Moldova & IMF IMF Activities Publications Press Releases

Limba romana                                                                                                     Russian

No. 45 (209) - 7 November 2007

Capital Market: "NBM's decapitalization: true or false"

The National Bank of Moldova has announced for the first 9 months of this year losses amounting to MDL 381 million, determined by the appreciation of the national currency and significant foreign exchange inflows. The amount of announced losses discords strongly with the profit made during the same period of last year, namely MDL 331.6 million, as well as with the last month’s outcome, when the NBM’s balance sheet showed profit of over MDL 200 million.

At first sight, it is a dramatic development. However, in fact, the National Bank has changed the format of the balance sheet, shifting to the ‘net profit/losses’ category the unrealized losses from the exchange rate movement. Real losses have been determined by the difference of the exchange rate applied to the foreign assets of the National Bank  that are computed daily in Moldovan lei, at the official exchange rate. According to the NBM, the value of the NBM’s assets/liabilities as of September 30, 2007 was 16.8 billion lei (USD 1.46 billion), which is higher than during the same period of the previous year by almost 2.9 billion lei (USD 252.5 million), i.e. by 20.8 per cent.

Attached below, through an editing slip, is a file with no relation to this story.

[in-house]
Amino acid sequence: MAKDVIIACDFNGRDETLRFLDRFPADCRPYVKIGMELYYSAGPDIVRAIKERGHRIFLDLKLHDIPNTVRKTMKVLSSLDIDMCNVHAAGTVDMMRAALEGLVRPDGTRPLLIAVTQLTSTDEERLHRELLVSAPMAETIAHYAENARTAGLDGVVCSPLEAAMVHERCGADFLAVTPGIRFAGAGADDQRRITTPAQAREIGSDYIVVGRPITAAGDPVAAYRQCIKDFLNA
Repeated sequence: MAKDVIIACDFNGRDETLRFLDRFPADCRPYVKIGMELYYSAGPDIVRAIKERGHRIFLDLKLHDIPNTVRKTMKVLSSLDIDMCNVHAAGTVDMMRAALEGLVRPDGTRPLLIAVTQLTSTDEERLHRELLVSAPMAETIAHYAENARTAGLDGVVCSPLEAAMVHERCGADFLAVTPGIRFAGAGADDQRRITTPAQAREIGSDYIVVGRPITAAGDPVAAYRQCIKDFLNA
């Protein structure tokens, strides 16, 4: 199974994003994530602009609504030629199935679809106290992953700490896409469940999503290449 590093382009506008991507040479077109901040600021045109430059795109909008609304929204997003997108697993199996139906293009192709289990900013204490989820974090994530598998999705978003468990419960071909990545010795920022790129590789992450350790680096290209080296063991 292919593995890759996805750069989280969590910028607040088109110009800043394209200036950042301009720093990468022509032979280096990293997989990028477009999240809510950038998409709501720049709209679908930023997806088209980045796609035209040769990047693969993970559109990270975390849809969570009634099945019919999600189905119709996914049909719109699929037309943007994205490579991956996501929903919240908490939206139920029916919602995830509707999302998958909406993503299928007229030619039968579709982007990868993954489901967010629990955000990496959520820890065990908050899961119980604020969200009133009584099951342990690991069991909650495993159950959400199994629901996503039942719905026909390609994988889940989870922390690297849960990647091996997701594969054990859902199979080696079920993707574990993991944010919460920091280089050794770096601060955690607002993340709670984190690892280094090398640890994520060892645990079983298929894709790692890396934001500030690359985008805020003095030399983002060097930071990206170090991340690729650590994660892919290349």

Official reserves of the National Bank have recently reached record-breaking levels, amounting to over USD 1.15 billion as of October 26. Out of these, over USD 356 million are kept in securities, and USD 794.143 million are in sight and time deposits.

The National Bank is presently facing two challenges: on one hand there are the increased hard currency inflows coming from remittances and foreign investments, and this excess of currency  must be taken out of the market to ease the pressure of the appreciation of the national currency, while on the other hand there is the need to wipe out of the market the amount of lei which is massively issued as a result of foreign exchange purchases by the NBM. Taking national currency out of circulation (i.e. sterilization) is accomplished by issuing NBM securities, as well as using other tools. If it had not been done, we would be facing an increased spin of the inflationary process, which is against the main goal of NBM. However, it should be kept in mind that inflation is also a tax on the poor, as the IMF staff have repeatedly mentioned; hence, any price increase hits foremost the vulnerable categories of population.

Thus, NBM sterilizes the excess liquidity by auctioning securities (NBM certificates) to the commercial banks with maturity of 7, 14, and 28 days. For instance, at the auction on November 2 the interest rate set by NBM for its certificates was 15.8 per cent, i.e. it was rather high. One should also take into account that the higher is the sterilization rate, the bigger NBM’s losses are; on the other hand the rate needs to be high enough to make these certificates attractive for the banks, thus decreasing the volume of lei in circulation. The experience of most central banks shows that inflation is, first and foremost, a monetary phenomenon. Currently, one of the factors causing inflation in Moldova is the excessive growth of crediting by commercial banks, and this is the reason why measures are needed to limit such credit expansion – if, of course, reigning in inflation is desired.